In recent years, no matter how bleak and disturbing the sports headlines were, at least you knew that your 2003 fantasy baseball championship was a pure thing, untouched by the ills of the modern non-imaginary game.
Then this bombshell dropped:
Former slugger Sammy Sosa(notes) tested positive for a performance-enhancing drug in 2003, The New York Times reported Tuesday on its Web site. The Times, citing lawyers familiar with the case, reported Sosa is one of 104 players who tested positive in a 2003 baseball survey.
Let's not rush to judgment here. Just because the New York Times and several lawyers say something, that doesn't make it true. This is really the first hint of a whisper of an allegation about Samuel P. Sosa. Give the man a chance to clear his name before you relinquish your title and any associated winnings (the honorable thing to do in these cases, clearly). Allow all the samples to be tested and re-tested. Maybe the Times meant Jorge Sosa(notes). Or Sammy Fuld.
And in any case, you weren't a one-man team in '03. You totally could have won that head-to-head league without Sosa. He was just lineup decoration. It's not like the guy had four homers and six RBIs over his final four games or anything.
While we wait for this unfortunate PED misunderstanding to get sorted out, please enjoy some bulleted fantasy content...
• Toronto closer Scott Downs(notes) injured his left leg or foot while running to first on a groundout in the 10th inning in Philadelphia. The Jays batted around in the frame, bringing Downs to the plate. He slapped a ball toward short and stumbled out of the batter's box. Lousy luck.
Jesse Carlson(notes) finished off the 8-3 win over the Phils. Jason Frasor(notes) is the safe speculative add (1.90 ERA, 0.76 WHIP); BJ Ryan(notes) is the somewhat more desperate add (5.94, 1.68). Ryan has been effective so far in June, but the Ks aren't there. We'll have additional details on Downs as they emerge. The early reports and Tweets are not encouraging.
Ricky Romero(notes) put up a useful line in a seven-inning no-decision for the Jays: 6 H, 3 R, 2 BB, 9 K. Ryan Madson(notes) had his first blown save since April 17 for Philly. He walked home the tying run in the ninth, then escaped a one-out, bases-loaded situation.
"He was just not running real well, and when we took the lead, it was time to take him out," Girardi said.
Jeter had no tests performed here and left without speaking to reporters. He is listed as day-to-day but Girardi did not seem optimistic that Jeter would play Wednesday.
Don't pretend that you're shocked. MacDougal threw 17 pitches, only six of which were strikes. If you're looking ahead to the next Washington closer, then you're truly a masochistic fool. And Joe Beimel(notes) could be the guy. He picked up a rogue save last Thursday when MacDougal was unavailable. That's blown save No. 16 for the 16-win Nats.
“[Peralta]’s got to get his head straight. He’s not a baby anymore. He’s been up here four or five years. He’s got to figure it out. It’s the big leagues.”
• We finally have a timetable on John Smoltz's(notes) return. He'll make a brief appearance for Triple-A Pawtucket on Wednesday, then make his Red Sox debut next Thursday against the Nationals. Smoltz will be slotted between Josh Beckett(notes) and Jon Lester(notes). He K'd six batters in his last minor league start. Boston will go to a six-man rotation, at least temporarily.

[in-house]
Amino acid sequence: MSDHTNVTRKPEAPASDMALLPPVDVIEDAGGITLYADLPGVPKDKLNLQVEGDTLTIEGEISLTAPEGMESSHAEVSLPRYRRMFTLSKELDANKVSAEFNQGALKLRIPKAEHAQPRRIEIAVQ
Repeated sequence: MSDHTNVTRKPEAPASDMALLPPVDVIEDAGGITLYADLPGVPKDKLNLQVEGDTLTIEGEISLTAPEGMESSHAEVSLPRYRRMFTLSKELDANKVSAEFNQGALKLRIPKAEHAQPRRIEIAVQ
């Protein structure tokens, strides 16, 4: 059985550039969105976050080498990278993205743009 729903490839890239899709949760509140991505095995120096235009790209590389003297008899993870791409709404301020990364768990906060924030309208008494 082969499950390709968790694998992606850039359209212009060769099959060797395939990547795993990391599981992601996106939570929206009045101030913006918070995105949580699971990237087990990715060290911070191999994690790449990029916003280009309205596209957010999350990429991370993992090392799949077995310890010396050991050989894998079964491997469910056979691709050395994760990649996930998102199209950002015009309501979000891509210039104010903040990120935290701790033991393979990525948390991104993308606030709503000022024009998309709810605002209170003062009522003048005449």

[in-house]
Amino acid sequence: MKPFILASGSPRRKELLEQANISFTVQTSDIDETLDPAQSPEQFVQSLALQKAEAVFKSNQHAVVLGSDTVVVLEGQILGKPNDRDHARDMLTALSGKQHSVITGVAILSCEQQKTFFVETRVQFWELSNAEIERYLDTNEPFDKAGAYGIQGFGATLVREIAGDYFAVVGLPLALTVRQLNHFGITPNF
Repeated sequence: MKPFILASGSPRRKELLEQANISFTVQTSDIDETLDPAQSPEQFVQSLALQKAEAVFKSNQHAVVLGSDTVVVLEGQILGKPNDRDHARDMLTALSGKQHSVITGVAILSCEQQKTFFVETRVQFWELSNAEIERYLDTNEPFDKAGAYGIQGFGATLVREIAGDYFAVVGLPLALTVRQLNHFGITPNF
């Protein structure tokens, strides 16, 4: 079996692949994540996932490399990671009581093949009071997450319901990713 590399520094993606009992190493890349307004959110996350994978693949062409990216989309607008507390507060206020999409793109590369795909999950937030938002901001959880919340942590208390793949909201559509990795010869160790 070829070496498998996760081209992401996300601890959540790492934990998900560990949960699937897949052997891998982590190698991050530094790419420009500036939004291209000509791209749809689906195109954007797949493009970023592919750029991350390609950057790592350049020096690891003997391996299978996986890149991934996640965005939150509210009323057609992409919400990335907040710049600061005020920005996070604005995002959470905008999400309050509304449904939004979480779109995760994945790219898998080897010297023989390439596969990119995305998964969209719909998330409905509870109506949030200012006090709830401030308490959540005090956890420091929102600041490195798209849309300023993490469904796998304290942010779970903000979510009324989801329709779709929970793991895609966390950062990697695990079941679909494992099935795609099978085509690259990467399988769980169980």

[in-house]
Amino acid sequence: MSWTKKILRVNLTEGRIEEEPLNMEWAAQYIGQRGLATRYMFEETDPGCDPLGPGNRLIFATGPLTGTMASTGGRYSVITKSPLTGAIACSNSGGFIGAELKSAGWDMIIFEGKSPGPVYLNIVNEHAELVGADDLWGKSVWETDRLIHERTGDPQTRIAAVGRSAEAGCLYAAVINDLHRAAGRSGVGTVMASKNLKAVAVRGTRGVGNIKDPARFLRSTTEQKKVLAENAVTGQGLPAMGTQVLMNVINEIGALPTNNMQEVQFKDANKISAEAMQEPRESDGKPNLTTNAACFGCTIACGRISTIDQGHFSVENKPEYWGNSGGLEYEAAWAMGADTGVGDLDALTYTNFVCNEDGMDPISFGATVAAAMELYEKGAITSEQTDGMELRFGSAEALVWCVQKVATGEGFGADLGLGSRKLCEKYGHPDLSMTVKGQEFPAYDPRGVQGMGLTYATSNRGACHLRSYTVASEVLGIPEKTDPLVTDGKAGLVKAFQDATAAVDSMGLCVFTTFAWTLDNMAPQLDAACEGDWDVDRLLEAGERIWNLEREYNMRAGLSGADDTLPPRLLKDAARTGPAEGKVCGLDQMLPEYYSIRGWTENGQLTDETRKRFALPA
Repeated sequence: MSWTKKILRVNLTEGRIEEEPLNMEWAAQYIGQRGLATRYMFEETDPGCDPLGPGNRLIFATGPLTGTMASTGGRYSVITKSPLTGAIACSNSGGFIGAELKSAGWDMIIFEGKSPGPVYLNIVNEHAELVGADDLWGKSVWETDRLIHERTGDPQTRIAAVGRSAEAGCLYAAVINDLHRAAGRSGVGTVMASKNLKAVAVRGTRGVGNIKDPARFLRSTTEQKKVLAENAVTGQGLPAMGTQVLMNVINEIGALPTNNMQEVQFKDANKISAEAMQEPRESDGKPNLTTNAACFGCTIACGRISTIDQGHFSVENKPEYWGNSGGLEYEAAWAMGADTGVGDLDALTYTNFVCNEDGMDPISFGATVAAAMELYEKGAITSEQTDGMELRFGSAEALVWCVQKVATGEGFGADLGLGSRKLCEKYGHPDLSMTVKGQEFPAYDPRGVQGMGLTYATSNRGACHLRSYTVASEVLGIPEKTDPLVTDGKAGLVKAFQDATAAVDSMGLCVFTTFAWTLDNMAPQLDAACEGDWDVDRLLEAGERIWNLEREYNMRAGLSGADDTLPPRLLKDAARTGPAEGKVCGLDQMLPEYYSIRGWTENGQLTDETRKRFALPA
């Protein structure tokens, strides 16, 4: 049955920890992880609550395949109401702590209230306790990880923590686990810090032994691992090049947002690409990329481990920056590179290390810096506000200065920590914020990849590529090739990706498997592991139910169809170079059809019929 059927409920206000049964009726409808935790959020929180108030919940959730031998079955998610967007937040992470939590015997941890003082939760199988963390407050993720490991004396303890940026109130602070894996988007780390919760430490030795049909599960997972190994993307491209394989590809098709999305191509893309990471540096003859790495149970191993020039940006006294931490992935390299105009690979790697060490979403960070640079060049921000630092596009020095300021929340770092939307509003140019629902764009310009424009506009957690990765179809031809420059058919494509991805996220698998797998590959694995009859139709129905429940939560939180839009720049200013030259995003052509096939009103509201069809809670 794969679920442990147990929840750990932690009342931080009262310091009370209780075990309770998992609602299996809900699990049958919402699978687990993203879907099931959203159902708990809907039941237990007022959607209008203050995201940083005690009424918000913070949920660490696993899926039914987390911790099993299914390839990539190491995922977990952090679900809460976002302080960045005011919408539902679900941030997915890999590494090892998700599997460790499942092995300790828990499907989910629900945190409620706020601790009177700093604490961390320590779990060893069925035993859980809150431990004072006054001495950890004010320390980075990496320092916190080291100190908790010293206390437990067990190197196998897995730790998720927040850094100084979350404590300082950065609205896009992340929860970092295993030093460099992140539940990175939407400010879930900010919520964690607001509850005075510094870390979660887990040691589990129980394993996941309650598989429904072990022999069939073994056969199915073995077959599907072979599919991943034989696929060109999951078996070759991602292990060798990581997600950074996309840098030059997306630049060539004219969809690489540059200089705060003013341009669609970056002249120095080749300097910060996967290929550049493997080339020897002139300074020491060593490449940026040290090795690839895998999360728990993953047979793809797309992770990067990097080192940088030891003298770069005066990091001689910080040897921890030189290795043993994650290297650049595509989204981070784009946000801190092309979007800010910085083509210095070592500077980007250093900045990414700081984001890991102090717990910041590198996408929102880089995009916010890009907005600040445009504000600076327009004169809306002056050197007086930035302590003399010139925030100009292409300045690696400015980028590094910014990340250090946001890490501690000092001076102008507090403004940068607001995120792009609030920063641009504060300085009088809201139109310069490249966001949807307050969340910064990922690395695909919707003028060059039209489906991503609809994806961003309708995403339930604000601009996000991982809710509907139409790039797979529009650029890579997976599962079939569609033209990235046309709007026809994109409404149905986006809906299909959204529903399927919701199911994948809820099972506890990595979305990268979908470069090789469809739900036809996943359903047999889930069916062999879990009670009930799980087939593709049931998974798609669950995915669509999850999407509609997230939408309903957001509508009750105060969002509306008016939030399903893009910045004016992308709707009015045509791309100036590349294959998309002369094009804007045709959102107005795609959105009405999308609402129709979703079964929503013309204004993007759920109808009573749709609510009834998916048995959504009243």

From the Herald:
“It might be (a six-man rotation) for a time or two through,” manager Terry Francona said. “It certainly could happen. I don’t know that we need to make our rotation out a week or two ahead of time. That wouldn’t be the worst thing for a short period of time - not for a long period because guys won’t pitch enough. But for a short period of time, I think we could live with that, yeah.”
Clay Buchholz(notes) could very well be better than two of those six, and he's not entirely pleased about the current predicament:
"There's nowhere to go, and it's sort of a logjam up there (in Boston)," Buchholz said. "Whenever they come to a problem, they seem like they find a way to fix it without me being in the picture. It is what it is -- it's frustrating at times."
• Kyle Farnsworth(notes) required four stitches on his non-throwing hand after he was bitten by
Paul Wilson one of his dogs. He's not expected to miss time, though.
• Denard Span(notes) (dizziness, nerve-eating ear virus) hit the 15-day DL for the Twins, temporarily resolving the Minnesota outfield pileup. Carlos Gomez(notes) stole his sixth base of the season on Tuesday and went 2-for-4. Every member of the Twins' lineup had at least one hit -- Joe Mauer(notes), of course, had four -- as they mauled the Bucs and Paul Maholm(notes) (5.0 IP, 14 H, 8 ER, 1 BB, 4 K).
• The Angels' 2-3-4-5 hitters went 12-for-20 against the Giants with two home runs and three doubles. Jonathan Sanchez(notes) was a fantasy disaster: 3.2 IP, 10 H, 6 ER, 3 K. Sean O'Sullivan(notes) earned the win in his major league debut, but you can't get too excited, considering the opponent and the recent minor league history (5.82 ERA in 68.0 IP, 49 K). Ervin Santana(notes) was skipped due to elbow/forearm discomfort, but an MRI was reportedly clean.
• Here's your abbreviated injury roundup: Everyone played catch and/or improved today, except Jose Reyes. Jerk.
Photos via Getty Images (Sosa, Smoltz) and US Presswire (Downs)